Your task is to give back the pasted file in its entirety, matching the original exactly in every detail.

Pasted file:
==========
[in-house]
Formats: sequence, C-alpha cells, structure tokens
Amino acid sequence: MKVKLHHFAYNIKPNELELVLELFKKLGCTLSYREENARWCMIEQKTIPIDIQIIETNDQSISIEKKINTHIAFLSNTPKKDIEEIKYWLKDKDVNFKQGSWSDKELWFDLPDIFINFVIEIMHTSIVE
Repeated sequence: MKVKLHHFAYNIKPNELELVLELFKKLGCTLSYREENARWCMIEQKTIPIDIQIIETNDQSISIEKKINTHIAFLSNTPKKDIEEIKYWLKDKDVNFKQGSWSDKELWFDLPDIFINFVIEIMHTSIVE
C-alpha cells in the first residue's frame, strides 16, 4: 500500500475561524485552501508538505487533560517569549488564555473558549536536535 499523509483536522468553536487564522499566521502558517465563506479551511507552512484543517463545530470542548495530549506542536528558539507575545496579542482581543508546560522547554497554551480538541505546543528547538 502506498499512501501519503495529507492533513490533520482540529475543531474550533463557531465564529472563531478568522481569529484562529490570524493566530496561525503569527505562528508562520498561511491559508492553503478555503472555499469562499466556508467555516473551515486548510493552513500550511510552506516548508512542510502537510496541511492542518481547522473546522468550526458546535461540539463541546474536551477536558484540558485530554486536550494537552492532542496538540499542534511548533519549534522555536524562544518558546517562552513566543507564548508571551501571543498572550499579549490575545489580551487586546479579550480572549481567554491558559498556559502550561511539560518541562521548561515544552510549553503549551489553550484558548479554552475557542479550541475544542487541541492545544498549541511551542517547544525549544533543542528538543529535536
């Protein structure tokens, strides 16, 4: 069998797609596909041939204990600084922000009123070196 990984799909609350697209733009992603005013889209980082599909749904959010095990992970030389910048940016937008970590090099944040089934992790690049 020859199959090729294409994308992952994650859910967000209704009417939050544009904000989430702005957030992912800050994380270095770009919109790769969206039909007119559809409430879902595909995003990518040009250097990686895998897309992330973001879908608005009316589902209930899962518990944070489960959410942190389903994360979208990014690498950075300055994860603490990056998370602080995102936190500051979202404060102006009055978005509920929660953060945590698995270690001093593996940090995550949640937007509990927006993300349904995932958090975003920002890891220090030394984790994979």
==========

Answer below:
[in-house]
Formats: sequence, C-alpha cells, structure tokens
Amino acid sequence: MKVKLHHFAYNIKPNELELVLELFKKLGCTLSYREENARWCMIEQKTIPIDIQIIETNDQSISIEKKINTHIAFLSNTPKKDIEEIKYWLKDKDVNFKQGSWSDKELWFDLPDIFINFVIEIMHTSIVE
Repeated sequence: MKVKLHHFAYNIKPNELELVLELFKKLGCTLSYREENARWCMIEQKTIPIDIQIIETNDQSISIEKKINTHIAFLSNTPKKDIEEIKYWLKDKDVNFKQGSWSDKELWFDLPDIFINFVIEIMHTSIVE
C-alpha cells in the first residue's frame, strides 16, 4: 500500500475561524485552501508538505487533560517569549488564555473558549536536535 499523509483536522468553536487564522499566521502558517465563506479551511507552512484543517463545530470542548495530549506542536528558539507575545496579542482581543508546560522547554497554551480538541505546543528547538 502506498499512501501519503495529507492533513490533520482540529475543531474550533463557531465564529472563531478568522481569529484562529490570524493566530496561525503569527505562528508562520498561511491559508492553503478555503472555499469562499466556508467555516473551515486548510493552513500550511510552506516548508512542510502537510496541511492542518481547522473546522468550526458546535461540539463541546474536551477536558484540558485530554486536550494537552492532542496538540499542534511548533519549534522555536524562544518558546517562552513566543507564548508571551501571543498572550499579549490575545489580551487586546479579550480572549481567554491558559498556559502550561511539560518541562521548561515544552510549553503549551489553550484558548479554552475557542479550541475544542487541541492545544498549541511551542517547544525549544533543542528538543529535536
């Protein structure tokens, strides 16, 4: 069998797609596909041939204990600084922000009123070196 990984799909609350697209733009992603005013889209980082599909749904959010095990992970030389910048940016937008970590090099944040089934992790690049 020859199959090729294409994308992952994650859910967000209704009417939050544009904000989430702005957030992912800050994380270095770009919109790769969206039909007119559809409430879902595909995003990518040009250097990686895998897309992330973001879908608005009316589902209930899962518990944070489960959410942190389903994360979208990014690498950075300055994860603490990056998370602080995102936190500051979202404060102006009055978005509920929660953060945590698995270690001093593996940090995550949640937007509990927006993300349904995932958090975003920002890891220090030394984790994979």